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Ancestral History

One of the earliest known recorded references to an individual with the Eisenhart surname was Eisenhard, authorized agent for Count Gerold of Nagold, the brother-in-law of Charlemagne (Karl der Große). Eisenhard was listed in the medieval Lorsch Monasterymanuscripts as having made donations to the Lorsch monastery in Waldoch in 775 AD. Geographically, it is possible that there was a link between this man and the Ysenhart family that appeared in Dachtel records in the 1400s. However, there are also other sources that suggest that a family with this name lived in Bavaria in the 600s and were considered to be members of the nobility. Over several generations they apparently made so many donations to the Church that they eventually found themselves in financial ruin and lost their estate. Whether the family dispersed or died out is not yet known. As noted in the Surname Issues section, fixed familial surnames did not typically appear in German areas before the 1400s, so it is impossible to know if these individuals were the forebears of later Ysenhart, Eisenhart, and Eisenhardt families. In addition, because surviving records from before 1400 are so scarce, proving the ancestry of the “ancient” Eisenharts with document research is an extremely challenging undertaking.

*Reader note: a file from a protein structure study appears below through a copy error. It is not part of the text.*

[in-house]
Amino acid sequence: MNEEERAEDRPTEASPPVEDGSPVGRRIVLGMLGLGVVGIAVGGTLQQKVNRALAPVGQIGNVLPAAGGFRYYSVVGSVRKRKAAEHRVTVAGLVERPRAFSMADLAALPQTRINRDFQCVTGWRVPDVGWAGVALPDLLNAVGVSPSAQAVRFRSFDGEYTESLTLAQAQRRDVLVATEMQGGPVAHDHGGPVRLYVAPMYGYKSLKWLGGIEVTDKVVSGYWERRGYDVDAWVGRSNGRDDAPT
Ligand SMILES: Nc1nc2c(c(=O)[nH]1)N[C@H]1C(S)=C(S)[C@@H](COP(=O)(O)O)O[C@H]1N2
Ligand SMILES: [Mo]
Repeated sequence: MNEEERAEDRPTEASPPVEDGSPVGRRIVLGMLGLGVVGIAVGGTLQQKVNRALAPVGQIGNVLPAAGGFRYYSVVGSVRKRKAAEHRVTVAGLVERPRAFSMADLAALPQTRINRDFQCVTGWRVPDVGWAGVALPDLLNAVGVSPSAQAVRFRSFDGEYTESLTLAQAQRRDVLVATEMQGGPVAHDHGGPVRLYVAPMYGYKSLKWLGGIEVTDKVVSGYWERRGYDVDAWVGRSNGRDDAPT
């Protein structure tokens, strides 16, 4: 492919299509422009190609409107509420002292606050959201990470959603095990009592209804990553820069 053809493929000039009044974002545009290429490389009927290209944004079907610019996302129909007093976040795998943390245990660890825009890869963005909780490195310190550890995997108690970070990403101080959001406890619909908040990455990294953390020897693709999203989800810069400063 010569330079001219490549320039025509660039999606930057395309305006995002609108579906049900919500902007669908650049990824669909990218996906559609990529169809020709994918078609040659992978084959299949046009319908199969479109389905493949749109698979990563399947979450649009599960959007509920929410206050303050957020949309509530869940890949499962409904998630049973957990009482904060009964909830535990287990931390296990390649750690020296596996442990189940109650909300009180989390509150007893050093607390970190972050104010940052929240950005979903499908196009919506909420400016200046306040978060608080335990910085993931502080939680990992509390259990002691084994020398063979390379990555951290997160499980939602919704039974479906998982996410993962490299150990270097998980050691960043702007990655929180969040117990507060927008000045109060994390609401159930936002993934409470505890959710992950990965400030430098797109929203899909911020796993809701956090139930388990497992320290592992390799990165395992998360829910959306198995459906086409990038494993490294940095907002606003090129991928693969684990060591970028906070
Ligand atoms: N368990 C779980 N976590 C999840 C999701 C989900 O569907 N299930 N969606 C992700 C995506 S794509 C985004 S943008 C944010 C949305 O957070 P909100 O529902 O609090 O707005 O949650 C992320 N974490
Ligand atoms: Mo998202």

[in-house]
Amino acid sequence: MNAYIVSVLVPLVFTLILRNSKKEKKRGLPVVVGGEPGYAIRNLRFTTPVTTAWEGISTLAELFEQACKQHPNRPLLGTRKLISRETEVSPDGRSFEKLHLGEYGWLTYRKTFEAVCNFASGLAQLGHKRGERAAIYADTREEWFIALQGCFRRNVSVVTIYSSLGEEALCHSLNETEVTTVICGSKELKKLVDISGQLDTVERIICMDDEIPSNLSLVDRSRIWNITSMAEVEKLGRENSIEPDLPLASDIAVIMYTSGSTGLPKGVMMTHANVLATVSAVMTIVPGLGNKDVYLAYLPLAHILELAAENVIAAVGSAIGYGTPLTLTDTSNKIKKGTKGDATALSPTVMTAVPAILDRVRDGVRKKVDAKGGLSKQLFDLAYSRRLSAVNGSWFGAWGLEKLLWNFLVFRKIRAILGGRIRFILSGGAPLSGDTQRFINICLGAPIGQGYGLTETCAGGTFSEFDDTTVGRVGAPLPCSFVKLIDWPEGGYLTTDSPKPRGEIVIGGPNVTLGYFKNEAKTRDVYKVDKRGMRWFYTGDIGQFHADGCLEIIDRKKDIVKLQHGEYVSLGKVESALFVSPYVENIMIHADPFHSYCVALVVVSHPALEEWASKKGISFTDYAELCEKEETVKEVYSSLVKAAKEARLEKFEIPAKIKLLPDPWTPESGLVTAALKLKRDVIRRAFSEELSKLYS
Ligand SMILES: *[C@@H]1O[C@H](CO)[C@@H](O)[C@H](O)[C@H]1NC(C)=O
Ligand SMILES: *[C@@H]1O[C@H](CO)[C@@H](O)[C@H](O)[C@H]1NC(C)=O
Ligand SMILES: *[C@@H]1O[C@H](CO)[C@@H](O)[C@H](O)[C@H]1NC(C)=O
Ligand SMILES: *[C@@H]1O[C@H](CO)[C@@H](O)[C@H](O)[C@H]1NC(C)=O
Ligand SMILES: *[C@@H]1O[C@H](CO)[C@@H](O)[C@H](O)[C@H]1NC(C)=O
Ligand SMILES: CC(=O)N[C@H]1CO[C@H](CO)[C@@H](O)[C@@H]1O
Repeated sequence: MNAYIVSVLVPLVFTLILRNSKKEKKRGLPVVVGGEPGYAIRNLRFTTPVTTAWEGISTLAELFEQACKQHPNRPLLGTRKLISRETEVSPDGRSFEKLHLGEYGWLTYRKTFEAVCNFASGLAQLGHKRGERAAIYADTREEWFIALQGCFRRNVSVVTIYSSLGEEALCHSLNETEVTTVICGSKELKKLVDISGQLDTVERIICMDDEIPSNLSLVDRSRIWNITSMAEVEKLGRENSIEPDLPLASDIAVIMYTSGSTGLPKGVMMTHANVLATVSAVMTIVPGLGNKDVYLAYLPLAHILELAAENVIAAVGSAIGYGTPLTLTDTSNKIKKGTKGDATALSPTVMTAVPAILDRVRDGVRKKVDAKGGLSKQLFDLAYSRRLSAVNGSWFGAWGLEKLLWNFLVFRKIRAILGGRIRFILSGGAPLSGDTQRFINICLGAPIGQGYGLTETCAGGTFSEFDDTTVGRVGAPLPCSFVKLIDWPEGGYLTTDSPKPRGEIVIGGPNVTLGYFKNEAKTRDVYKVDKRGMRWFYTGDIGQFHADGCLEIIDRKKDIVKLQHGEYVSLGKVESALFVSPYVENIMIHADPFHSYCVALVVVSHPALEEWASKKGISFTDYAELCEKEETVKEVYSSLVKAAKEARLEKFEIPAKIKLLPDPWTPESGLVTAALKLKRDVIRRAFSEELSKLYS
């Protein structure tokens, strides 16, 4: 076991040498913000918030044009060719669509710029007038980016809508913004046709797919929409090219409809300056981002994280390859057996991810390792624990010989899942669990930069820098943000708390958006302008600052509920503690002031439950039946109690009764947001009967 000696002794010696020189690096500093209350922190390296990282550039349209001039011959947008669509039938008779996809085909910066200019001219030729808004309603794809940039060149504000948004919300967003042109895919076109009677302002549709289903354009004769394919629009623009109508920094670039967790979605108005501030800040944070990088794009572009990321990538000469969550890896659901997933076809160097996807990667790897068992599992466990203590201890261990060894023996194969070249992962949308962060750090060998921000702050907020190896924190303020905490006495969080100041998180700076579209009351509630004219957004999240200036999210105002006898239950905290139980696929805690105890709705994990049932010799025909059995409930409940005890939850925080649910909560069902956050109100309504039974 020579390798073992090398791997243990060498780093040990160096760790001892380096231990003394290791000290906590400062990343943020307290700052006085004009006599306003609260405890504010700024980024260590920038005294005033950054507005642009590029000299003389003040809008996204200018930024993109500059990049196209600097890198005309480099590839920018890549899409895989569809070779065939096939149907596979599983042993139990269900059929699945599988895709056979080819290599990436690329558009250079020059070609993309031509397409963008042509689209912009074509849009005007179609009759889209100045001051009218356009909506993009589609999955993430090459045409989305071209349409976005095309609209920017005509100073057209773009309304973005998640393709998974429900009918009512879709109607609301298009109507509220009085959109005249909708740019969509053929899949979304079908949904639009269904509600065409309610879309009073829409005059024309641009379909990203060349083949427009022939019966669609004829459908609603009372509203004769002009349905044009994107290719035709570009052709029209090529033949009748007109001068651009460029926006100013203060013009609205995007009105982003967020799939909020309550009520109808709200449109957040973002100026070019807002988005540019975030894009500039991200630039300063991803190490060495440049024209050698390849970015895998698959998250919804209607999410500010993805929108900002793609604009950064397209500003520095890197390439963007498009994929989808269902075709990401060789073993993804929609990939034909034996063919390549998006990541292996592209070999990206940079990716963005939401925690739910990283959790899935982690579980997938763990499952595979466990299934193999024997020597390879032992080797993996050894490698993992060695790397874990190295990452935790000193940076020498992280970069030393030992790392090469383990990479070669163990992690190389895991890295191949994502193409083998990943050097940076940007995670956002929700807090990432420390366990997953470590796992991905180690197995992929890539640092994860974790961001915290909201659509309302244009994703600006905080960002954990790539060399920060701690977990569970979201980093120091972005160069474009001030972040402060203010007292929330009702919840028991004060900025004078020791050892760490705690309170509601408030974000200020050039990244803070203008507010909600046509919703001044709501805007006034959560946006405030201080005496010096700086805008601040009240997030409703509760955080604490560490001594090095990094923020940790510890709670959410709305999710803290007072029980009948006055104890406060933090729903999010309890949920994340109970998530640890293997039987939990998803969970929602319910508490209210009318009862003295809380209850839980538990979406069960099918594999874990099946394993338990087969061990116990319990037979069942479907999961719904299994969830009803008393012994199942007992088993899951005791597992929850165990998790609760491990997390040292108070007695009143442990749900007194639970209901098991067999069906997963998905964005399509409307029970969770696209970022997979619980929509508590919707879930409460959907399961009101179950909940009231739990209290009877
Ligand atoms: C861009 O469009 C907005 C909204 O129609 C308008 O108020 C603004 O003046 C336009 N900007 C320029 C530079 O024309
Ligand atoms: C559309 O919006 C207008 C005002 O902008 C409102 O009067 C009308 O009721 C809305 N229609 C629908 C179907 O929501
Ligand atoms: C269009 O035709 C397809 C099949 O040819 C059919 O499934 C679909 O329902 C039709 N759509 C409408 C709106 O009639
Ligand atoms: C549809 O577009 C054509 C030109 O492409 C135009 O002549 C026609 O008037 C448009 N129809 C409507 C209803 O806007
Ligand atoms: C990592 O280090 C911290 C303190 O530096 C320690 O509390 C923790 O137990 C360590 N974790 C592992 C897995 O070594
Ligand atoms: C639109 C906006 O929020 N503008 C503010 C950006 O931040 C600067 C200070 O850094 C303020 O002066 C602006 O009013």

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In the 2nd Millennium, Ysenhart males first appeared in theOld Dachtel, Germany Dachtel area in the last half of the 1400s. A Matthyss Ysenhart and a Conrad Ysenhart appeared on a list of property owners in 1471, and a Veit Ysenhart baptized children in Dachtel in the early 1500s. It can be presumed that these men were somehow related, but we do not have proof of their exact genetic relationship. The first Ysenhart/Eisenhart man whose descendants can be traced to the present time was Matthyss Ysenhart, who was born in Dachtel about 1500. He Karl Eisenhardtand his wife, a Miss Bock, baptized three sons, Gall in 1532, Hans in 1533, and Jakob in 1534. Document research and Y chromosome DNA testing has proved that the majority of the Eisenharts, Eisenhards, Eisenhardts, and Isenharts living in North America today, as well as German Eisenhardts currently living in the region, are descendants of Matthyss Ysenhart and his three sons. One goal of the DNA project and current research is to discover whether Eisenhardt families living outside the Dachtel/Deckenpfronn area, but still within Baden-Württemberg, show a similar genetic link.

There were, however, other Eisenhardt and Eisenhart families living in German states other thaEisenhart Crestn Württemberg. A family of Prussian von Eisenharts, who were members of the Prussian nobility and military hierarchy, had an estate outside of Berlin. One source claims that this family had their roots in Bohemia, and it is not clear what if any connection they had to the Eisenhardts of Dachtel. In addition, there were Eisenhardt and Eisenhart families living in Thuringia, Hesse, and other states as well.


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Last Updated June 4, 2016